Difficulty: Beginner
Estimated Time: 10-15 minutes

Introduction to Programming - Part 1

Welcome! This is the first lesson in a series of introductory programming lessons, designed for people with little or no programming experience. It introduces fundamental concepts of creating computer programs.

In this lesson, you will create a simple program using the Java programming language. It will to display a message. By the end, it will also prompt the user for input.

Key Takeaways

  • What a compiler does.
  • The difference between keywords and identifiers.
  • How source code is constructed.
  • Using literal values, and variables.

Other Notes

Why Java™, some might ask? While it may not be the “easiest” language to start with, it has many excellent qualities to expose people to different programming paradigms. It is the language that helped me love programming back in 1995 when it was first publicly released.

So, without further ado, let's get started!

The End (of part 1)

If this is your first exposure to programming, there was a lot packed into this small lesson. I would encourage you to look over the concepts again to make sure you understand them. If not, look up the terms online. Wikipedia is a great resource for programming language vocabulary.

The next lesson will dive deeper into object types. We will cover "flow control" and create "methods" to do our bidding (other languages sometimes use the term "functions" instead of "methods").

Things start to get more interesting, really fast.

Introduction to Programming - Part 1

Step 1 of 3


Hello, World!

For this first lesson, you are going to write a traditional first program known as “Hello, World!”.

What, you ask, is “Hello, World!” anyhow? It simply prints “Hello, World!” to the screen. It isn't terribly exciting. But, it does give us a chance to talk about some important fundamentals.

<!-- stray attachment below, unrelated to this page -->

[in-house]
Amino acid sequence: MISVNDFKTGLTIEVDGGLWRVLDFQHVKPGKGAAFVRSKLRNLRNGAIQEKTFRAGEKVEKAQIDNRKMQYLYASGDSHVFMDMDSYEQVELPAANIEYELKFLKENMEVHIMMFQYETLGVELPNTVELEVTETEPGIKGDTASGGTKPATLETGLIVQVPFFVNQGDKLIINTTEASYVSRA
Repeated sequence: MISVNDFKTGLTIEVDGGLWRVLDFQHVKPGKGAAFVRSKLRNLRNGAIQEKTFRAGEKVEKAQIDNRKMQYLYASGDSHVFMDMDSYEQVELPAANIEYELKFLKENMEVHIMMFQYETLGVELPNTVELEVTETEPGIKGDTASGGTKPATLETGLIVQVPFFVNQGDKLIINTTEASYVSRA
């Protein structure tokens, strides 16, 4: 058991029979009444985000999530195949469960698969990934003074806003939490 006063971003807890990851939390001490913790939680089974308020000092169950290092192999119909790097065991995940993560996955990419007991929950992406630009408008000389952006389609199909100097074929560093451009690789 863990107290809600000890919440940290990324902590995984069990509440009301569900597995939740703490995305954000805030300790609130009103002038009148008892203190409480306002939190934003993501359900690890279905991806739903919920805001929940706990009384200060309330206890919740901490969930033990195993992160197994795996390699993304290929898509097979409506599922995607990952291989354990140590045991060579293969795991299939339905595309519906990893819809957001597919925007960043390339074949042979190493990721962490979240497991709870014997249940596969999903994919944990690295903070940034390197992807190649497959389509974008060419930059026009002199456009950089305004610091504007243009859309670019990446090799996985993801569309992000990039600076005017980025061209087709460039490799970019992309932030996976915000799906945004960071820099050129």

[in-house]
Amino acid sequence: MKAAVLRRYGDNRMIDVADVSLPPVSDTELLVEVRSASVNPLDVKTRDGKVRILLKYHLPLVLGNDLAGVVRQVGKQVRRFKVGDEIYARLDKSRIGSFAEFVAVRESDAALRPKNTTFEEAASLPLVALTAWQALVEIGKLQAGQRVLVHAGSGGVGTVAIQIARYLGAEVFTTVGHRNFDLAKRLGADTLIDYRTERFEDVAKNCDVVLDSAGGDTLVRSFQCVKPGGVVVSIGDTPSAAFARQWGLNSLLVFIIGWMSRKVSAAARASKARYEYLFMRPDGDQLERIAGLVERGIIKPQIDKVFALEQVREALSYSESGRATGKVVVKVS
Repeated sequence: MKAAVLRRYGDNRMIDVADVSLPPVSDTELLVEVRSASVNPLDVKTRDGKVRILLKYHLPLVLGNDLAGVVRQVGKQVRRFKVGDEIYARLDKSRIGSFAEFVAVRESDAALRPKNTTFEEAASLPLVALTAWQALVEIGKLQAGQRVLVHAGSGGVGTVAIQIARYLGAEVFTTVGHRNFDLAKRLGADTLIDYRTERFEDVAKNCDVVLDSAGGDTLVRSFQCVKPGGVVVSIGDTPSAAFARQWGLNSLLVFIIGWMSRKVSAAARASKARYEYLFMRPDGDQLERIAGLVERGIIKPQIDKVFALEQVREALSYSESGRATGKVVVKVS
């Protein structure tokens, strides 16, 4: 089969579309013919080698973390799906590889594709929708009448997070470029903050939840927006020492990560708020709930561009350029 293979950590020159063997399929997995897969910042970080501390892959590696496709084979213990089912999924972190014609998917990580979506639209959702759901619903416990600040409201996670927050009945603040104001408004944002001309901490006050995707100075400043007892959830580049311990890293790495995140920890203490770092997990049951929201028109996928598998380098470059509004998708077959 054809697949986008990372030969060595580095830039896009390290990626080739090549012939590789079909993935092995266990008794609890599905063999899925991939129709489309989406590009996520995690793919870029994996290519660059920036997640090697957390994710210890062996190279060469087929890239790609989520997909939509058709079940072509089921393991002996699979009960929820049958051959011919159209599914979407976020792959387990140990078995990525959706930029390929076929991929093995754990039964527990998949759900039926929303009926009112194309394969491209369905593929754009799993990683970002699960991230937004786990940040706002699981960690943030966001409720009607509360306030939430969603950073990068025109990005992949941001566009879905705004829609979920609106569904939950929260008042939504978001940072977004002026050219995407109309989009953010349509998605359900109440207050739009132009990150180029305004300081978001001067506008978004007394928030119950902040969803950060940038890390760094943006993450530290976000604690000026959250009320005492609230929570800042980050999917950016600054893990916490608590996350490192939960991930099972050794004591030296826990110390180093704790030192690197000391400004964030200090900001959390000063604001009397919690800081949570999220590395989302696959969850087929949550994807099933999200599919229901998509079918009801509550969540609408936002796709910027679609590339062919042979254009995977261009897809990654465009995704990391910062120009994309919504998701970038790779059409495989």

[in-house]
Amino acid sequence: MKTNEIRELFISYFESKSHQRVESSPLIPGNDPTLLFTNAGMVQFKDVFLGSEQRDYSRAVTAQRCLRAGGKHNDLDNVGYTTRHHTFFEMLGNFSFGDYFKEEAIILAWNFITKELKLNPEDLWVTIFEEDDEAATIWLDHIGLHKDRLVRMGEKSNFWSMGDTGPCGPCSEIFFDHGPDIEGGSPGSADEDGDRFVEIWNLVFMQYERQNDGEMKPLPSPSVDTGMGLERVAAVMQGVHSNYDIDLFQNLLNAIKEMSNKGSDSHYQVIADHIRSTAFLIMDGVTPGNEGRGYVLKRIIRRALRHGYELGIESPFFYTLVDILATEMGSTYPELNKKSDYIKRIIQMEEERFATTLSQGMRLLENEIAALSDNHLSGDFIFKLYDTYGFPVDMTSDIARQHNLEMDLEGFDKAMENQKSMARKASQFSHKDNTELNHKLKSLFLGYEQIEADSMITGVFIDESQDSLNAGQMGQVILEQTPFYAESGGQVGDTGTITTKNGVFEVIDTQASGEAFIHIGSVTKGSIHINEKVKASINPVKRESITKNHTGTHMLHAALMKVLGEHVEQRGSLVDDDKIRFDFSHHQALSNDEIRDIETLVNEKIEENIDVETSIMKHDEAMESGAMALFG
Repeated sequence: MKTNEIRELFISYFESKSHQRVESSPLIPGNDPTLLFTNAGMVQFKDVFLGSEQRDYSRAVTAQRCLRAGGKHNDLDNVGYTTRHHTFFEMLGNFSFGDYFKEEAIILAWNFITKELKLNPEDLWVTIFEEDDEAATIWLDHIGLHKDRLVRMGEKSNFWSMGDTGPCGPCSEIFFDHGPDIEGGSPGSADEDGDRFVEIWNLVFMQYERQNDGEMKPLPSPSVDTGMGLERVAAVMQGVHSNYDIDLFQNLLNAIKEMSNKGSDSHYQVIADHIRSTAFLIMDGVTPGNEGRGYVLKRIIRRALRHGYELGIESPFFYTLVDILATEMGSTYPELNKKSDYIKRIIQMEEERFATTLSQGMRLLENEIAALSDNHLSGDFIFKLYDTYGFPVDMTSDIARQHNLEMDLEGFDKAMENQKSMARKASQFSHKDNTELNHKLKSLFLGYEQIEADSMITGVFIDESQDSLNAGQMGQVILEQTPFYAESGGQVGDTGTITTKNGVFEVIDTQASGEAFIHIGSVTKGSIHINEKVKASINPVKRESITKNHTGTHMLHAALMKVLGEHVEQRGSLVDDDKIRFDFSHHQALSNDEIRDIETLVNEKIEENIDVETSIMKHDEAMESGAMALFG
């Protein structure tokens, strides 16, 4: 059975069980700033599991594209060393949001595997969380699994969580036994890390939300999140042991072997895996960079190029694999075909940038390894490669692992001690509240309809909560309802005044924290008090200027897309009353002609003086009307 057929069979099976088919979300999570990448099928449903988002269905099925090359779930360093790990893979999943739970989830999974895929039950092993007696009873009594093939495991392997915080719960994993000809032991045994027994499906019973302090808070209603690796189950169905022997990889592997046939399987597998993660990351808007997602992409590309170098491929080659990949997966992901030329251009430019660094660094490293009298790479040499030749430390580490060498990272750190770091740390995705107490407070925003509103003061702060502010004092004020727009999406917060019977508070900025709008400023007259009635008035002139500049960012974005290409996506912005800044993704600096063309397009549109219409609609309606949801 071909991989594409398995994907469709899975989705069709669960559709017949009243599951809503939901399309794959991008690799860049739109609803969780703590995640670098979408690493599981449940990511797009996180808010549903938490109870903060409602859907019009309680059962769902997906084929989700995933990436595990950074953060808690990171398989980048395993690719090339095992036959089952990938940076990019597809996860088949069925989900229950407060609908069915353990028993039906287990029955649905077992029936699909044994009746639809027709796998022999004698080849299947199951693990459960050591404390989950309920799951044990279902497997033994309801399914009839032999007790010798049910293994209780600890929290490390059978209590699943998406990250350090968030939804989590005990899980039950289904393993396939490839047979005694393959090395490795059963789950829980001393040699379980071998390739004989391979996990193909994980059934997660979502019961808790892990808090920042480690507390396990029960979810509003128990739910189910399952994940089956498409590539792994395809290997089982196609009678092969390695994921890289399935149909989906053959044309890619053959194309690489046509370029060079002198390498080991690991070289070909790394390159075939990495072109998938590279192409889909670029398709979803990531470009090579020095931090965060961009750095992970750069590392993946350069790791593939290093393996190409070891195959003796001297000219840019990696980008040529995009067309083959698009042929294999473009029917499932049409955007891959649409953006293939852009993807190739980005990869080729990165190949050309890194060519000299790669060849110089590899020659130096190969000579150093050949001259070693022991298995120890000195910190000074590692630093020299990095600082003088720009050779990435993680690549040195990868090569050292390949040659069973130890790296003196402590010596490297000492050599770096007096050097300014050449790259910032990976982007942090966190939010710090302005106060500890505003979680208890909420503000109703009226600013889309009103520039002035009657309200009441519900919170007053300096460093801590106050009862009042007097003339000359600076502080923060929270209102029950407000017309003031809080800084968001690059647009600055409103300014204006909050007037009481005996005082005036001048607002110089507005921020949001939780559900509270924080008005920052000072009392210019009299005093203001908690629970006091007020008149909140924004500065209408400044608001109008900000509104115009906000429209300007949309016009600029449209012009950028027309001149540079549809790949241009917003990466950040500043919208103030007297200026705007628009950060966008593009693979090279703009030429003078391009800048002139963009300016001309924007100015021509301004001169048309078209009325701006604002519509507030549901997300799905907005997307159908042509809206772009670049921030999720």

To the right you should see an editor with a file named HelloWorld.java. This is the source code file. Type the code below into the editor (don't copy/paste…go through the exercise):

public class HelloWorld 
    public static void main(String[] args) {
        System.out.println("Hello, World!");


The computer cannot run the source code. We are using a high-level language, which the machine doesn't understand. Source code is for humans. Thankfully there is a translator that can take our code and turn it into something the computer understands. In this case, we use a compiler to translate our code into Java™ bytecode .

In some programming languages, an assembler takes what the compiler produces and further translates it to machine language. Machine language is directly executable. In Java, the Java Virtual Machine reads the bytecode and tells the machine what to execute.

Try It Out

Below the editor window there is a Terminal. It should say “Your Interactive Bash Terminal. A safe place to learn and execute commands.” Click in the terminal and type: javac HelloWorld.java (then press the enter key). javac is the Java compiler program.

If your source code is correct, it will create a file named HelloWorld.class—your bytecode. If you get errors, check the source code to make sure it matches the example. You can't continue if it doesn't compile!

Run it in the terminal by typing java HelloWorld to see what happens… You should see “Hello, World!” displayed.

Next, we'll discuss parts of the source code.